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The call for demonstrations launched by the exiled opponent Svetlana Tikhanovskaïa in view of Freedom Day on March 25 was not followed very well: in Minsk, the police were everywhere, while the repression of the regime of Alexander Lukashenko continues to harden. Few posters, slogans and flags: our Observer recounts a day marked by fear of arrests. </p><div> <p>The night before, videos were already circulating on the Belarusian opposition Telegram channels, showing the security forces gathering in Minsk for the demonstrations announced for March 25:</p> <p style="text-align: center;"><sup>This video posted to Telegram channel @belarusseichas on March 25 shows law enforcement vehicles gathered in downtown Minsk.</sup>
Throughout the day, we could see videos of groups of police officers patrolling the streets of the city:
This video was posted to the Telegram channel @belamova on March 25. On the caption, we can read: “Look at how the forces of order march together. It seems to me that someone is very scared. ”
Other videos showed small groups of protesters marching nervously through the streets of the capital, as here in a residential area:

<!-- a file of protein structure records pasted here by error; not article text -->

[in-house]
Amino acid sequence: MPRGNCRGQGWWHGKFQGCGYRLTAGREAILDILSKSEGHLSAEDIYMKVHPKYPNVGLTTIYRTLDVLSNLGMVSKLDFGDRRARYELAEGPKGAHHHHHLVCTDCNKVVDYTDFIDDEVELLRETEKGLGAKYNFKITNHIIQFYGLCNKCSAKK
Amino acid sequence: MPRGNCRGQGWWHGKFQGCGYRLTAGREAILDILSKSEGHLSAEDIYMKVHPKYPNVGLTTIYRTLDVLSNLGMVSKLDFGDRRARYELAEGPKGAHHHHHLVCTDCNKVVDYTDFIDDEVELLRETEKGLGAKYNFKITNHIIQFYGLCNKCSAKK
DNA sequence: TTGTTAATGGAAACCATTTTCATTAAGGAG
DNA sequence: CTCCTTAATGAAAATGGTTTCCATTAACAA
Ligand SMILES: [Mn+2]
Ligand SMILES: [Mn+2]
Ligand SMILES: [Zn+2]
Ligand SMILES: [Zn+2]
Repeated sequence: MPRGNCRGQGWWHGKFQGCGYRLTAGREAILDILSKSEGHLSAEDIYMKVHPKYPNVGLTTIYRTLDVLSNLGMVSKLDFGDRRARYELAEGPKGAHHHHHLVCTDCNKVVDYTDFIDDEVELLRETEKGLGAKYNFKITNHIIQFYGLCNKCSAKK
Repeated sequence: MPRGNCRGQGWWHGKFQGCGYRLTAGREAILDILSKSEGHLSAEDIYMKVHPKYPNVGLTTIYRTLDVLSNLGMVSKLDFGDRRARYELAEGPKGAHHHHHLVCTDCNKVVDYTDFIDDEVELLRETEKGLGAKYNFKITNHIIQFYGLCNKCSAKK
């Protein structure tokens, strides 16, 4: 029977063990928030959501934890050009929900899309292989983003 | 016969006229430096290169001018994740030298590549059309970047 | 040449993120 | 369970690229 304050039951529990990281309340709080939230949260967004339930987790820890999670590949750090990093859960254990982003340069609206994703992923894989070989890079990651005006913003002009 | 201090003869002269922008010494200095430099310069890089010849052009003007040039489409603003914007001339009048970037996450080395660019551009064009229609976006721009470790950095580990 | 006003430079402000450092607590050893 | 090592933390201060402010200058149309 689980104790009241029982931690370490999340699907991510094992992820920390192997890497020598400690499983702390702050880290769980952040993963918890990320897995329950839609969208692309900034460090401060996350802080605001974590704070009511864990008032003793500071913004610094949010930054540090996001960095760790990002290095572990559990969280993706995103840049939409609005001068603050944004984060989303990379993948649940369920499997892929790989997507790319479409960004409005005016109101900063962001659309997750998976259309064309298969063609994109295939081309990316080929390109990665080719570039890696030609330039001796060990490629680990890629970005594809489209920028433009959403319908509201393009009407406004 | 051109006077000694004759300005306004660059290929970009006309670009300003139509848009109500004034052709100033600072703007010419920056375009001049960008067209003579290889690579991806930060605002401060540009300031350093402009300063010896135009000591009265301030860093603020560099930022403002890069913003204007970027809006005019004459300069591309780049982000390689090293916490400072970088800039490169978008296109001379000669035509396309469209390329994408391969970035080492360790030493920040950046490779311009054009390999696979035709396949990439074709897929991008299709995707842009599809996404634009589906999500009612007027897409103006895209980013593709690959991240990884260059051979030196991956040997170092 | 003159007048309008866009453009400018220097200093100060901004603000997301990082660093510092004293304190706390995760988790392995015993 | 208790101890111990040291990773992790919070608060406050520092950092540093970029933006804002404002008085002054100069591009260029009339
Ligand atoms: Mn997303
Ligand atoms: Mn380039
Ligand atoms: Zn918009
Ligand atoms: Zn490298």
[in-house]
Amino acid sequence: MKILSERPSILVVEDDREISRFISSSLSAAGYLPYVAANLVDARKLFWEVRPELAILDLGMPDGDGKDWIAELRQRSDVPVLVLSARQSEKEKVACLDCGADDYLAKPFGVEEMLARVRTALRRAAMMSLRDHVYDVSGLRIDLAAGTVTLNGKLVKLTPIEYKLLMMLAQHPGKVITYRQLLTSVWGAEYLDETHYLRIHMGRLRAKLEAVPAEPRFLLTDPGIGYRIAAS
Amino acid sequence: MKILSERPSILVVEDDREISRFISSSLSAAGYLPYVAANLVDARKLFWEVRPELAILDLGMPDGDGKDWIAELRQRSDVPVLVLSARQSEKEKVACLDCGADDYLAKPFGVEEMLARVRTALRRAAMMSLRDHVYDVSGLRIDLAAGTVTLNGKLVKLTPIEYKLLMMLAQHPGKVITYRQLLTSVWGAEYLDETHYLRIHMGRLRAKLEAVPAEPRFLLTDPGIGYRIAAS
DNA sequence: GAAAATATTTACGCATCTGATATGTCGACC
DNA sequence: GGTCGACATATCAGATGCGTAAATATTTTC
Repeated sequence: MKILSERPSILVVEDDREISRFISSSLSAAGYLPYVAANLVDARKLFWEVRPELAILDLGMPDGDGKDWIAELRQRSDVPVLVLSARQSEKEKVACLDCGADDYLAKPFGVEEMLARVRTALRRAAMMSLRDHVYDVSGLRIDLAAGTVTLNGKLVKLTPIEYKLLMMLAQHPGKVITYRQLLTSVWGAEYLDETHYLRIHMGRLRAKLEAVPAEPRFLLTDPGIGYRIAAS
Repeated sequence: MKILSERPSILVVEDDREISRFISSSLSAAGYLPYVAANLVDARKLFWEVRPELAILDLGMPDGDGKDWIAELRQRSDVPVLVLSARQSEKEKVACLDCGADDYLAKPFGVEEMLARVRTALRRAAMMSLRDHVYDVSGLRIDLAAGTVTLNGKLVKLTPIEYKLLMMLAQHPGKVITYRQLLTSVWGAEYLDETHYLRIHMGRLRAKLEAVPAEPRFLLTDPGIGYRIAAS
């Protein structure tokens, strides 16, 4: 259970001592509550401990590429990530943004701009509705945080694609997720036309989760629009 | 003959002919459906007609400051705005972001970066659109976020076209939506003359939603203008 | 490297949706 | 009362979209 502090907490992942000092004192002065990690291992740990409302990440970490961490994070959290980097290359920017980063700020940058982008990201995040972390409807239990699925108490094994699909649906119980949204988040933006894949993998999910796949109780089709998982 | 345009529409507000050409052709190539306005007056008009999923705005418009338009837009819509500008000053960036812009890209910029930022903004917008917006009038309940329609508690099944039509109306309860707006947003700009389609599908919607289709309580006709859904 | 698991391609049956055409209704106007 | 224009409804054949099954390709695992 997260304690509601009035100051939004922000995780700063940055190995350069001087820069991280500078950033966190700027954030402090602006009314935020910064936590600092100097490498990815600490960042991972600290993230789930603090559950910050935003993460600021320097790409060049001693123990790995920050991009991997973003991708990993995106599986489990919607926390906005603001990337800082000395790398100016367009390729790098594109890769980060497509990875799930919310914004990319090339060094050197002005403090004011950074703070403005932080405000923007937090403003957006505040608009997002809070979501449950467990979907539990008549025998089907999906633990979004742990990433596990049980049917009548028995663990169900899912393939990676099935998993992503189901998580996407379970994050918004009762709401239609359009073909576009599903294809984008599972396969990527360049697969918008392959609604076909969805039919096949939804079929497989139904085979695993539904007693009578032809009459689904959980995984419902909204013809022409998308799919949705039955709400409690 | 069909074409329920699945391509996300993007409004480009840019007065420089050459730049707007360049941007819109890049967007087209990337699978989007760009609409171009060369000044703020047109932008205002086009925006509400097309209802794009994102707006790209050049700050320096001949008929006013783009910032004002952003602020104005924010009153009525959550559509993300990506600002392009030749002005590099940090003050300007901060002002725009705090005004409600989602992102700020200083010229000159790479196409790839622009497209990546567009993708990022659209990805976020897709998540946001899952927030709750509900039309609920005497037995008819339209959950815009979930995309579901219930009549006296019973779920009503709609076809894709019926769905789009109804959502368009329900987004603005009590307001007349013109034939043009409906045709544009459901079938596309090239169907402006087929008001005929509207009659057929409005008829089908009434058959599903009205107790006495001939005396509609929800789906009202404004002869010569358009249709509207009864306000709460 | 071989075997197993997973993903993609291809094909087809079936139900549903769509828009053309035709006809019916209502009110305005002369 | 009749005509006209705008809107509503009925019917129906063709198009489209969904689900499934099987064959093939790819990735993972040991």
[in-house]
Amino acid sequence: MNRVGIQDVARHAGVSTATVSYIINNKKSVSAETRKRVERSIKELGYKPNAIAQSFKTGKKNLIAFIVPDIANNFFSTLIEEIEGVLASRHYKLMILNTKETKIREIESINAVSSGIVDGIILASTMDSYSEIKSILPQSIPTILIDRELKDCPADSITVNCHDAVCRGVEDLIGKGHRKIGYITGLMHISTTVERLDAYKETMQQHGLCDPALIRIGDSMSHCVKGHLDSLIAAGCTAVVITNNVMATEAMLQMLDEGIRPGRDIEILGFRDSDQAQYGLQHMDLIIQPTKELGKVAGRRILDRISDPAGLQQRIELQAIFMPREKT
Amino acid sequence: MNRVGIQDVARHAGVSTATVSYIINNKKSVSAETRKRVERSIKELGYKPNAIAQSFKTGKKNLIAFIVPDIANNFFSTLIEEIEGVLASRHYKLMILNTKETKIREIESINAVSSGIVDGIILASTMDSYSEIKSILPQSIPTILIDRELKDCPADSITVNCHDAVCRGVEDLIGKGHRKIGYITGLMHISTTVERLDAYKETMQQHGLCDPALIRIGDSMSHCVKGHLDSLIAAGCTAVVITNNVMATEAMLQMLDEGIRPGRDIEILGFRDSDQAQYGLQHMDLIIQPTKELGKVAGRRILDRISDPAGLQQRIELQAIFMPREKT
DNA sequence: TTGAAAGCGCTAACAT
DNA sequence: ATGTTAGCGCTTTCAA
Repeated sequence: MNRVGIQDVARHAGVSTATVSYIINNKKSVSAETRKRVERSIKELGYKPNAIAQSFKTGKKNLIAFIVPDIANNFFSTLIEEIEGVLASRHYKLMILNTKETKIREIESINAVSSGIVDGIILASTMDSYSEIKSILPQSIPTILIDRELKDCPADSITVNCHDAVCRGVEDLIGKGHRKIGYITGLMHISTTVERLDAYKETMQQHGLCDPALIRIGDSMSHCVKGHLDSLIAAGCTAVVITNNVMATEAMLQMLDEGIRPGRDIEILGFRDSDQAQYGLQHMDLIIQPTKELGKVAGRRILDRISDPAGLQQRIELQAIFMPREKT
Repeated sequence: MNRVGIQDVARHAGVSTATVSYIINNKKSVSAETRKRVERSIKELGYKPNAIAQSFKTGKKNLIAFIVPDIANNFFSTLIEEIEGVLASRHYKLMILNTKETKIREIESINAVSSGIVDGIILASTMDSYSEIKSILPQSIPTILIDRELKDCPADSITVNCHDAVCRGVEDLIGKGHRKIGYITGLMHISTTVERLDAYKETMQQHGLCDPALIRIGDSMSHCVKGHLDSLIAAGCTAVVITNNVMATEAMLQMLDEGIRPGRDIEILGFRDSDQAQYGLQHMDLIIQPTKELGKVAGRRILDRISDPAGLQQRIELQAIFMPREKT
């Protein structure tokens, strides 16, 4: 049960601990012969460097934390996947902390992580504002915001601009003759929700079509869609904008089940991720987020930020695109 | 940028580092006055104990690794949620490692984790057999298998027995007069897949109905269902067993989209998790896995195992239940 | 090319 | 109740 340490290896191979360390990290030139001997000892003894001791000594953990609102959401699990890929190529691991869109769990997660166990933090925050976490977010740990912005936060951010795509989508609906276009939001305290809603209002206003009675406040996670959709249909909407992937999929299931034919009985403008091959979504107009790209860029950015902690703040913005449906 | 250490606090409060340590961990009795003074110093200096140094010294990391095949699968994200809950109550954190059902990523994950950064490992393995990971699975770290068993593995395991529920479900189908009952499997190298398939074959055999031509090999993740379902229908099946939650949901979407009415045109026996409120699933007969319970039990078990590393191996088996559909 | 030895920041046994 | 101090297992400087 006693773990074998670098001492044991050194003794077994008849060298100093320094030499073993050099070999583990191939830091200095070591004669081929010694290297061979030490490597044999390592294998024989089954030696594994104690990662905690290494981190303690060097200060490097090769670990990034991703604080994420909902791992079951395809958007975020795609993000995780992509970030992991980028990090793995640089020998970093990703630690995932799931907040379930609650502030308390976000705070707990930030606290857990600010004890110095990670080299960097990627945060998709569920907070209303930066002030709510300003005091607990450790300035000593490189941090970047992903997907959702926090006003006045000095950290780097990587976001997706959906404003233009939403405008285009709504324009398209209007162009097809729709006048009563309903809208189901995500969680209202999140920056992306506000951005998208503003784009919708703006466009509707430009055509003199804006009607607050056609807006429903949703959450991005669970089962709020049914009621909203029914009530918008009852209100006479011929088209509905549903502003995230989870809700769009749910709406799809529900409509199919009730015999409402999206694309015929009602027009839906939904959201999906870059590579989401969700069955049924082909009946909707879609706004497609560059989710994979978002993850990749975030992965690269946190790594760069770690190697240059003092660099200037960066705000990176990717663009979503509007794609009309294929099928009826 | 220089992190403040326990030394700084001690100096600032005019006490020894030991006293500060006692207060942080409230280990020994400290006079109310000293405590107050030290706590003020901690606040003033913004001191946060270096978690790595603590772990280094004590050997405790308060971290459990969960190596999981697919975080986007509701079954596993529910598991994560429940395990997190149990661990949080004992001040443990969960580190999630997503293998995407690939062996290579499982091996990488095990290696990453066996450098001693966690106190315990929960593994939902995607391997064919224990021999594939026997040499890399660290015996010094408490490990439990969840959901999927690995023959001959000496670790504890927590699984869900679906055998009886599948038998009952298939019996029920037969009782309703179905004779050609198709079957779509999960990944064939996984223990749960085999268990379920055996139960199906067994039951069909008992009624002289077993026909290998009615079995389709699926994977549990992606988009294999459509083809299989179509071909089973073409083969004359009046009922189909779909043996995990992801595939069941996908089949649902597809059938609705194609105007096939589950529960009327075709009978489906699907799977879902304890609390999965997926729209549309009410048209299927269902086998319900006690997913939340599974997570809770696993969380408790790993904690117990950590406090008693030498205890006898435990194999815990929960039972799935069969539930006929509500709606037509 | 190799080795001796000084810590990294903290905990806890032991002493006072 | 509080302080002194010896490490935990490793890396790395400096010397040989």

In this video posted to Telegram channel @belamova on March 25, a few dozen protesters can be seen, some carrying white and red flags in opposition colors.
March 25 has been the Belarusian opposition day since 1989. Freedom Day marks the anniversary of the creation of the first independent Belarusian republic in 1918, overthrown a year later by the Bolsheviks. The opposition movement to Alexander Lukashenko has taken as a symbol the white, red and white flag of this ephemeral first republic.
This year, the protest was banned due to the coronavirus and “extremist calls” made through the groups on the Telegram messaging app. In the capital, members of the security forces outnumbered the demonstrators in the city center, Belarusian media Tut.by noted. More than 200 people have been arrested, according to figures from the Interior Ministry.
“The atmosphere was very anxiety-provoking, I didn’t feel safe.”
Our Observer, who wished to remain anonymous, is one of those who defied the ban. An active participant in the demonstrations against Alexander Lukachenko in 2020, she recounts a very different demonstration from the large gatherings of last summer. Among the few people who had the courage to come out, posters, flags and slogans were almost absent:
With my mother and a few friends, we walked from the Obelisk of the city of heroes, where very important meetings had been held since August, towards the city center. I had nothing on me, just pims with “Eve” [un tableau devenu symbole du mouvement de protestation, NDLR] and a white rose on my coat. The same goes for the people around. From what I saw on Telegram, anyone who clearly wore the colors white – red – white [du mouvement d’opposition, NDLR] were immediately arrested.
Looking at the faces of the people walking alongside us, we understood that they were “with us”: they had courageous and open eyes, they were smiling despite everything. Every now and then someone would exclaim, “Long live Belarus! », And everyone answered him loud and clear.